FIG. 10 is a side view of a hollow body according to the present invention with the reinforcing members in place around the openings.

DETAILED DESCRIPTION OF THE PREFERRED EMBODIMENTS

A moulding accessory 10 according to the present invention is shown in an unfolded position in FIG. 1. The moulding accessory 10 is preferable formed in the form of a blank, from a suitable flat bendable sheet material. The preferred sheet material is corrugated cardboard, which may be treated, coated, sprayed or otherwise rendered resistant to water and pourable concrete. Other materials such as plastics or laminates may also be used, but may be more expensive. Thus, where cost is a primary concern, corrugated cardboard achieves reasonable results.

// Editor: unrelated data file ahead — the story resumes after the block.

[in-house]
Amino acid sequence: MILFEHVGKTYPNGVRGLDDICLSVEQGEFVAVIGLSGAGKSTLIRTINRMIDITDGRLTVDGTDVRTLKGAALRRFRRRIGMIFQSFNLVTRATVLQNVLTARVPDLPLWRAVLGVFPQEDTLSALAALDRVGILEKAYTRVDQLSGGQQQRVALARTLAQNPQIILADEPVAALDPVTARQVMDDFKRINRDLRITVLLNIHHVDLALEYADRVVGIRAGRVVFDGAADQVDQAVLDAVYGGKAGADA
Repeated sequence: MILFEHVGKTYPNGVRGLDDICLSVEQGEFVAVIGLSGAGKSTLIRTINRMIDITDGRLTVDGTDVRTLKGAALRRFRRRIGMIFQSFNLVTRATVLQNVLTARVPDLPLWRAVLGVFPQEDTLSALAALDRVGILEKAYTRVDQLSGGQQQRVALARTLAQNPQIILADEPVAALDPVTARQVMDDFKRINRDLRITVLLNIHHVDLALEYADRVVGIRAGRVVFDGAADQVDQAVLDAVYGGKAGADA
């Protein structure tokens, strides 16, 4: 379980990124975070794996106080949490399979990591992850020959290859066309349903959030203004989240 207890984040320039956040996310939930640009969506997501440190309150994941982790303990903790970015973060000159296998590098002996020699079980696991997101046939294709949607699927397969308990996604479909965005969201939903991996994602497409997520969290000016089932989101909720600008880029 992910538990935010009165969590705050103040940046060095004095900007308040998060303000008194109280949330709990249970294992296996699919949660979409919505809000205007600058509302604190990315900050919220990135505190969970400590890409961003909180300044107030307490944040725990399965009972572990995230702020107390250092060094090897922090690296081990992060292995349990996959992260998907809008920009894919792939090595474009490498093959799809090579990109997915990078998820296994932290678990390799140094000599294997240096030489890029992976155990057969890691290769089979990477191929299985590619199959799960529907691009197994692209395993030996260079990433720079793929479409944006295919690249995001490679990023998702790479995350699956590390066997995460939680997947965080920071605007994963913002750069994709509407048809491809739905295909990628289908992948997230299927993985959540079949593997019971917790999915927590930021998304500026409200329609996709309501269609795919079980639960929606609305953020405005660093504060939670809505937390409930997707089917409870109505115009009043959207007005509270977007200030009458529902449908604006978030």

The moulding accessory 10 is formed from a single sheet of material 12 which includes a number of elements. In FIG. 1, dashed lines represent fold lines, whereas solid lines represent cut lines. Most preferably the blank is formed by a single die cut from a large sheet of material. Beginning at the top of the figure, there is provided a lengthwise tongue 14, a bottom panel 16, and side tongues 18 and 20. A tab 30 is also provided which is explained in more detail below. End panel 22, and interior folded walls 24 and 25 on one side are symmetrically disposed with end panel 26, and interior folded walls 28 and 29 on the other side. Front panel 32, top panel 34 and folding back panel 36, and fold over panel 38 complete the blank for the moulding accessory 10. The panel 38 may include raised tabs 39 to help the panel 38 stay in place in a known manner. The terms front, back, top and bottom as used herein are with respect to the position of the moulding accessory 10 when placed in a panel being cast on its side. These terms are used for reference only and are not intended to be limiting to this particular orientation.